As Mark Rollins prepares to step down as dean of University College, he reflects on recent progress in serving adult learners at Washington University.
University College, the continuing education branch of Arts & Sciences, provides educational options for a large number of adult learners, many of whom are seeking degrees or credentials on a part-time basis. The adult learner population ranges in age from 20-80, and it includes a sizeable number of Washington University staff. In addition, University College provide classes for credit for traditional day-school students, as well as college credit and non-credit classes for many pre-college students.
Mark Rollins stepped into his role as Dean of University College in 2016 with more than 30 years of teaching and leadership experience in Arts & Sciences, having served in positions including chair of performing arts, chair of philosophy, and faculty fellow in the Office of the Provost. But, according to Rollins, leading University College offered a distinctive set of challenges and opportunities.
In 2016, the unit faced a serious issue – for several years, enrollments had been declining by about 5% each year. Through a variety of methods, including improved data collection, new avenues of student support, new academic programming, and a strategic marketing effort, in three short years that trend has reversed. This year, University College anticipates an enrollment increase of 3-4%. “Enrollments are a measure of outreach,” Rollins says, “so that turnaround has been an important success story for us.”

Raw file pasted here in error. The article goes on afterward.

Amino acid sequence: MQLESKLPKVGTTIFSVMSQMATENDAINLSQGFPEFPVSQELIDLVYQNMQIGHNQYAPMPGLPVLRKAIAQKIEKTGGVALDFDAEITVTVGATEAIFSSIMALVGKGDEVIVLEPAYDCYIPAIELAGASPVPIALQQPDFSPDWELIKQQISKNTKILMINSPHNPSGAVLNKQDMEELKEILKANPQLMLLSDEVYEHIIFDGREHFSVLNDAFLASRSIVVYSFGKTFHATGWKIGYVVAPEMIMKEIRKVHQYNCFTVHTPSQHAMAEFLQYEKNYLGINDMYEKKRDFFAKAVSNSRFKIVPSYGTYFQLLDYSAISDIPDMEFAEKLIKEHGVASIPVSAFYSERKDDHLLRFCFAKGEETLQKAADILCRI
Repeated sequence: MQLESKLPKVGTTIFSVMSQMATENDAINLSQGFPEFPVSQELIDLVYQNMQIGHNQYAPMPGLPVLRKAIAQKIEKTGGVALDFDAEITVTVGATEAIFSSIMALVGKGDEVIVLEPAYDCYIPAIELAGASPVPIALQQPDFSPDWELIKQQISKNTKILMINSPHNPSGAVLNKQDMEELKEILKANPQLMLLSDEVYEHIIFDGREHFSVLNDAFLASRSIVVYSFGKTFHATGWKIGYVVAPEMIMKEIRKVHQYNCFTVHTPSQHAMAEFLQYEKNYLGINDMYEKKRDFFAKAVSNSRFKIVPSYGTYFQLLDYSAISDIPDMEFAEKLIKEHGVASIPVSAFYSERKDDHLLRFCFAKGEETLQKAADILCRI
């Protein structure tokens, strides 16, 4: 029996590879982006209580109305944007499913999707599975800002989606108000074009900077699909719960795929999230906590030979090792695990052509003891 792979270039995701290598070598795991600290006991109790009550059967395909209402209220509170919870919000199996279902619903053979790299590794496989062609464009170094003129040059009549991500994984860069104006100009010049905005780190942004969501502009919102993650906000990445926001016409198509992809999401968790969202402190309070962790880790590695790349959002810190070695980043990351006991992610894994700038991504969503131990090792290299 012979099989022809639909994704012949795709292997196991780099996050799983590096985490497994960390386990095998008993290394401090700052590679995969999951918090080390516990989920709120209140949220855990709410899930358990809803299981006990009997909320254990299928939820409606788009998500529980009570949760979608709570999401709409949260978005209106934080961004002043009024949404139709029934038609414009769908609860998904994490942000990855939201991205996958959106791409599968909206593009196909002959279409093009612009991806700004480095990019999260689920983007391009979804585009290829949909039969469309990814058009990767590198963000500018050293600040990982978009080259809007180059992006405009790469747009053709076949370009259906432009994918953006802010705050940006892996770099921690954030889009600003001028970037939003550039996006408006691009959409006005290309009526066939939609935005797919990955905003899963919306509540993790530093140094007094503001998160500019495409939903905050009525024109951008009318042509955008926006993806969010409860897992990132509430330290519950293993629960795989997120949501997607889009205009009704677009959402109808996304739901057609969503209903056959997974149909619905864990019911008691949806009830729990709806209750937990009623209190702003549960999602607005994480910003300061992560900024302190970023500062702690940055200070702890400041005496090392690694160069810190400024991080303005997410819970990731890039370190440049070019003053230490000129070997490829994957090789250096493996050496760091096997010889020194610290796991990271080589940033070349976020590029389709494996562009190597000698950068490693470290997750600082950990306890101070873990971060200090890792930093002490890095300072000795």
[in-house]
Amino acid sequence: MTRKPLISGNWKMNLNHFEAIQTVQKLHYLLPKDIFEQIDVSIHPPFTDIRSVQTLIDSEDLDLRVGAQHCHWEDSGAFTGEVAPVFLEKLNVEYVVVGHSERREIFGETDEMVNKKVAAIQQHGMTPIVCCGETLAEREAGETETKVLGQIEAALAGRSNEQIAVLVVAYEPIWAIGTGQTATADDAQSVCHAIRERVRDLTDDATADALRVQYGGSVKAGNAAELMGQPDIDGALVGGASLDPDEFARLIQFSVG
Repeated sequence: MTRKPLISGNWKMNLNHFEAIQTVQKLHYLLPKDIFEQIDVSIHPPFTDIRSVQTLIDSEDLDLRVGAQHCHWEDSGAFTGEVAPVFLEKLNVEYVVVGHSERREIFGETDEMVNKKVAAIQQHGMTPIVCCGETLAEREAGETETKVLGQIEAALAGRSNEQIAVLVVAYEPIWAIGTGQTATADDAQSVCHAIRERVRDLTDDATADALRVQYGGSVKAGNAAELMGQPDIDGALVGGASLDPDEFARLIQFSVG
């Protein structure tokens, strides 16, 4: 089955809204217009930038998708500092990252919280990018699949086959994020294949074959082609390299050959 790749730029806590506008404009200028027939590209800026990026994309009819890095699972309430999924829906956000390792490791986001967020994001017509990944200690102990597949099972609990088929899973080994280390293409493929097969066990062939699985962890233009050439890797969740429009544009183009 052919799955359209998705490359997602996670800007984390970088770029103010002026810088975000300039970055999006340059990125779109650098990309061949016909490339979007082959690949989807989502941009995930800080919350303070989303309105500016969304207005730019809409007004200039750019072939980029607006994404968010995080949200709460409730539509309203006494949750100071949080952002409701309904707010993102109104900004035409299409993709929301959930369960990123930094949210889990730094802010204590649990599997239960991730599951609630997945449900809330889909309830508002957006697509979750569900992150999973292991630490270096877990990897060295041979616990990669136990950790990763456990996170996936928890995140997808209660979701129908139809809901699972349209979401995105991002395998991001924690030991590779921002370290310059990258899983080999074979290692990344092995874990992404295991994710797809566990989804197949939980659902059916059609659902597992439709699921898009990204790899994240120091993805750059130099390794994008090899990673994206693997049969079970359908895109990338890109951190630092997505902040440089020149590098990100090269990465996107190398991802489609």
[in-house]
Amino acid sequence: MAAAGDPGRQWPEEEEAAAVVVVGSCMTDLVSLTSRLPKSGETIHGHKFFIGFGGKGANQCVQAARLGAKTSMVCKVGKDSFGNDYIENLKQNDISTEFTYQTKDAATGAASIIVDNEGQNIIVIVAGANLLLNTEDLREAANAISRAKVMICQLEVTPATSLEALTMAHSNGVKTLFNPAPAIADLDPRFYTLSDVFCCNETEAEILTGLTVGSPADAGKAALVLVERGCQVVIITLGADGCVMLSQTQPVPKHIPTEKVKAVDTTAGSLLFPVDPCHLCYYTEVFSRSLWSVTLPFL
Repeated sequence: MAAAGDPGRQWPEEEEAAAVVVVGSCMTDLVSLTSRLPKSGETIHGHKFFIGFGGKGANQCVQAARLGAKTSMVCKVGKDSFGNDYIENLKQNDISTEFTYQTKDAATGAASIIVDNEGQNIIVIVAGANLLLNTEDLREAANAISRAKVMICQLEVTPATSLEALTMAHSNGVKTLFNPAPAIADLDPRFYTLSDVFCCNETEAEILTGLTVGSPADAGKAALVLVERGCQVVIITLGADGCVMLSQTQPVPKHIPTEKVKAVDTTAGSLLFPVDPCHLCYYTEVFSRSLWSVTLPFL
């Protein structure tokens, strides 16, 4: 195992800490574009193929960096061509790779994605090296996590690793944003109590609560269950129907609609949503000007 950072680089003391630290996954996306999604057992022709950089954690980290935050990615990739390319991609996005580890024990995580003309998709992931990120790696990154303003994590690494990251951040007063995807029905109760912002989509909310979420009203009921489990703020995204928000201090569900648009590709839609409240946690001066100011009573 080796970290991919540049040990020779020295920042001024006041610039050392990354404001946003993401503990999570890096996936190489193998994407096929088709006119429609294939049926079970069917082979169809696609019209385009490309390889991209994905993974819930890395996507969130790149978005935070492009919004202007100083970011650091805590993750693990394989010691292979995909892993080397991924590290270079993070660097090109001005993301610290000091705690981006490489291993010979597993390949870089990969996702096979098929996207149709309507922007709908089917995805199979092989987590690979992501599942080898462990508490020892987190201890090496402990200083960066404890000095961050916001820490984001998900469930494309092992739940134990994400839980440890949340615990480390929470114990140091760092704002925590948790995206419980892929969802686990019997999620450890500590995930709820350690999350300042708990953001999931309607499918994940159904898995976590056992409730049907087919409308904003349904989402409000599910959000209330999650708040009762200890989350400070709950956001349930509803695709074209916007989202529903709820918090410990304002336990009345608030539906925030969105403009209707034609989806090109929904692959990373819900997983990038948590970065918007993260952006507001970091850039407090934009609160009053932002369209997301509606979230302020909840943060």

In order to overcome some of the barriers faced by adult learners, University College had to first identify critical moments of possible discouragement in its application, admission, and registrations processes. Early on his deanship, Rollins made a priority of improving University College’s data collection methods in order to systematically document existing issues in the student experience.
The data revealed that students face multiple, often unnecessary, challenges as they move through the system. For example, for students who perhaps have attended multiple institutions over multiple years, something as seemingly simple as gathering transcripts can prove a barrier to enrollment: Some universities won’t grant records to students with such things as years-old library fines. Then, after registering and beginning classes, adult students face additional obstacles as they juggle school work with ongoing career and family responsibilities.
In addressing these problems, Rollins has viewed University College students as “consumers of knowledge” who should be supported every step of the way in their academic pursuits to help them succeed. A new mentoring program provides an important and growing part of that vision. In the program, students partner with alumni who are available to answer questions and provide support. Just two years in, some 200 students – nearly 40% of the student body – have signed up.